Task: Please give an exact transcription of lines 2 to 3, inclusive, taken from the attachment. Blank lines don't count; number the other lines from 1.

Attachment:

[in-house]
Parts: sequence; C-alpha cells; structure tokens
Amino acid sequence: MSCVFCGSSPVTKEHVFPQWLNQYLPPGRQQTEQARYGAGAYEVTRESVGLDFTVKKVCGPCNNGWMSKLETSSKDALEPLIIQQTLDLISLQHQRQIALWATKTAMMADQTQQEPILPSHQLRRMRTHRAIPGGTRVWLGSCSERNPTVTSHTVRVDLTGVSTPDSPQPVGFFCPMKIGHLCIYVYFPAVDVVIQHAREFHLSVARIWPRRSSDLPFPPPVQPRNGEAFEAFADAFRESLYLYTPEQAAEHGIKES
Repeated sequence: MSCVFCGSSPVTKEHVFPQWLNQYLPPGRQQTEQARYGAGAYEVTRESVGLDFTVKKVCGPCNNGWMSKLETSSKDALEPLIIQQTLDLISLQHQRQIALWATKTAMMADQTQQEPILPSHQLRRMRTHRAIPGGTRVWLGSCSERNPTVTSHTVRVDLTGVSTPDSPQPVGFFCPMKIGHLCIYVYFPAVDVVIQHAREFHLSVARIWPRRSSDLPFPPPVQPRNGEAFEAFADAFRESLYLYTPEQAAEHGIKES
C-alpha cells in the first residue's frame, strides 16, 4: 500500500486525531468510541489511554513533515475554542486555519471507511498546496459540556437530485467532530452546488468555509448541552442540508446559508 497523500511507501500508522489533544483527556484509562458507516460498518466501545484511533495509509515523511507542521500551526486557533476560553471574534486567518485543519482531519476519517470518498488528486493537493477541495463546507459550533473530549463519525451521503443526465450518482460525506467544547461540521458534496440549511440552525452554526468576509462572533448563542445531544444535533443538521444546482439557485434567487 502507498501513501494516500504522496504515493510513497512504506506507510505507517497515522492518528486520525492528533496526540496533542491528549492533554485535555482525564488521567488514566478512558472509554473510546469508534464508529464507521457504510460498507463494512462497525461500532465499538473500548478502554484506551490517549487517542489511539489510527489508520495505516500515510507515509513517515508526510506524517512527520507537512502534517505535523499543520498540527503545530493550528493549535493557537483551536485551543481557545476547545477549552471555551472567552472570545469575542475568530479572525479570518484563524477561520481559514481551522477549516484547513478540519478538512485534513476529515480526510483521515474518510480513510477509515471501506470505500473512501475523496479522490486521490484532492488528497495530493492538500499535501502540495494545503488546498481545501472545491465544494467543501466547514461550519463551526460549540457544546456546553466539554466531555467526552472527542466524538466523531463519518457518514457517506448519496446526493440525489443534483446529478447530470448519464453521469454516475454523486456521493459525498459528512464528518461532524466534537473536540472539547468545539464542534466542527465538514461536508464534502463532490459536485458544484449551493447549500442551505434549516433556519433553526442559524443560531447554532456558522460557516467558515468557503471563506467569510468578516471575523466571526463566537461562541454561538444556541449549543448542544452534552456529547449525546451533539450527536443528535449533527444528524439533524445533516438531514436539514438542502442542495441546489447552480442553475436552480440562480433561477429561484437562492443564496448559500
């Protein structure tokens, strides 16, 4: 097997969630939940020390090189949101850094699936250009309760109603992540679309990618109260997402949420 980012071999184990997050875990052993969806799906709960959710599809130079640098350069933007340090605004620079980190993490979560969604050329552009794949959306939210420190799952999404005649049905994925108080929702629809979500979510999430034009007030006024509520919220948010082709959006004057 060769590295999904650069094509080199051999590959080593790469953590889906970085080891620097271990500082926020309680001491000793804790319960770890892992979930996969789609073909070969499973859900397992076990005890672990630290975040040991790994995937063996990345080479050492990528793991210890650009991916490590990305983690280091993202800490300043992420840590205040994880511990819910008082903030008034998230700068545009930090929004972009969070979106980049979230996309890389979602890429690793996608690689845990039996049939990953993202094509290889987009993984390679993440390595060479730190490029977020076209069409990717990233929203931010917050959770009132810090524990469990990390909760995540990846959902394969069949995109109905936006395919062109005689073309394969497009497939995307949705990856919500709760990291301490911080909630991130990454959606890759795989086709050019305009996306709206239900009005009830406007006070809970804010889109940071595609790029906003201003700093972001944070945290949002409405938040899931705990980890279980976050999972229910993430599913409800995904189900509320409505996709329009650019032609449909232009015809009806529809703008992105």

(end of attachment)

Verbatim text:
Parts: sequence; C-alpha cells; structure tokens
Amino acid sequence: MSCVFCGSSPVTKEHVFPQWLNQYLPPGRQQTEQARYGAGAYEVTRESVGLDFTVKKVCGPCNNGWMSKLETSSKDALEPLIIQQTLDLISLQHQRQIALWATKTAMMADQTQQEPILPSHQLRRMRTHRAIPGGTRVWLGSCSERNPTVTSHTVRVDLTGVSTPDSPQPVGFFCPMKIGHLCIYVYFPAVDVVIQHAREFHLSVARIWPRRSSDLPFPPPVQPRNGEAFEAFADAFRESLYLYTPEQAAEHGIKES